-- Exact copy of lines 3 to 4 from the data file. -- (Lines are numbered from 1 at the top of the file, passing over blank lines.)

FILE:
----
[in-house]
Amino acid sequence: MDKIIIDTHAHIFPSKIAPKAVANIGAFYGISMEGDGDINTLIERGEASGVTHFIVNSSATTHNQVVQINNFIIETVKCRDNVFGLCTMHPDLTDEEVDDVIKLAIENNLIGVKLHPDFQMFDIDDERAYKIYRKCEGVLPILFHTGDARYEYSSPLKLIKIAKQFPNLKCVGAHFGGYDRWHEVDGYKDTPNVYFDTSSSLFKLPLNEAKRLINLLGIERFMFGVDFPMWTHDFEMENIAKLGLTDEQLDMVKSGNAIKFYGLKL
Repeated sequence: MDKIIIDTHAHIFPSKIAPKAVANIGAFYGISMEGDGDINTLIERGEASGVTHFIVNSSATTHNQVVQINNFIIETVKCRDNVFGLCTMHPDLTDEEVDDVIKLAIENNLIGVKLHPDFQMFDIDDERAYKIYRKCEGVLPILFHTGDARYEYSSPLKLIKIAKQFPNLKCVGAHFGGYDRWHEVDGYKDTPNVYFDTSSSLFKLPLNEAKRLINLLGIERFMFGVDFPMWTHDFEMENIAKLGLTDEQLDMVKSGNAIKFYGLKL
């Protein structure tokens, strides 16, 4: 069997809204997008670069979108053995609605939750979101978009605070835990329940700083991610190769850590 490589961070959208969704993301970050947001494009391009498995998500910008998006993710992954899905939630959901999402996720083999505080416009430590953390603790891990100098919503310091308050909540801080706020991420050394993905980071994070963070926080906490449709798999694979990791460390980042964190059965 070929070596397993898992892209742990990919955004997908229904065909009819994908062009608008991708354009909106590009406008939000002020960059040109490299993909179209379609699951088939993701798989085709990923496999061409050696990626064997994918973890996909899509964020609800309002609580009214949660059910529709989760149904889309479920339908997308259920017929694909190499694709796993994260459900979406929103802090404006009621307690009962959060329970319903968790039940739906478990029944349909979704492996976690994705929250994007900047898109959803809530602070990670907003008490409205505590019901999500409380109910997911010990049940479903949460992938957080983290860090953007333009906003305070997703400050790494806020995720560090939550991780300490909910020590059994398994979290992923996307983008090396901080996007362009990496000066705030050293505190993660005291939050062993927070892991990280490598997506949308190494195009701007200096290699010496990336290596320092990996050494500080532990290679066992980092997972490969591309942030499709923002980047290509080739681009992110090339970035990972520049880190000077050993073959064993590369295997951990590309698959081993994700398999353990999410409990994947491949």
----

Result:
Repeated sequence: MDKIIIDTHAHIFPSKIAPKAVANIGAFYGISMEGDGDINTLIERGEASGVTHFIVNSSATTHNQVVQINNFIIETVKCRDNVFGLCTMHPDLTDEEVDDVIKLAIENNLIGVKLHPDFQMFDIDDERAYKIYRKCEGVLPILFHTGDARYEYSSPLKLIKIAKQFPNLKCVGAHFGGYDRWHEVDGYKDTPNVYFDTSSSLFKLPLNEAKRLINLLGIERFMFGVDFPMWTHDFEMENIAKLGLTDEQLDMVKSGNAIKFYGLKL
């Protein structure tokens, strides 16, 4: 069997809204997008670069979108053995609605939750979101978009605070835990329940700083991610190769850590 490589961070959208969704993301970050947001494009391009498995998500910008998006993710992954899905939630959901999402996720083999505080416009430590953390603790891990100098919503310091308050909540801080706020991420050394993905980071994070963070926080906490449709798999694979990791460390980042964190059965 070929070596397993898992892209742990990919955004997908229904065909009819994908062009608008991708354009909106590009406008939000002020960059040109490299993909179209379609699951088939993701798989085709990923496999061409050696990626064997994918973890996909899509964020609800309002609580009214949660059910529709989760149904889309479920339908997308259920017929694909190499694709796993994260459900979406929103802090404006009621307690009962959060329970319903968790039940739906478990029944349909979704492996976690994705929250994007900047898109959803809530602070990670907003008490409205505590019901999500409380109910997911010990049940479903949460992938957080983290860090953007333009906003305070997703400050790494806020995720560090939550991780300490909910020590059994398994979290992923996307983008090396901080996007362009990496000066705030050293505190993660005291939050062993927070892991990280490598997506949308190494195009701007200096290699010496990336290596320092990996050494500080532990290679066992980092997972490969591309942030499709923002980047290509080739681009992110090339970035990972520049880190000077050993073959064993590369295997951990590309698959081993994700398999353990999410409990994947491949």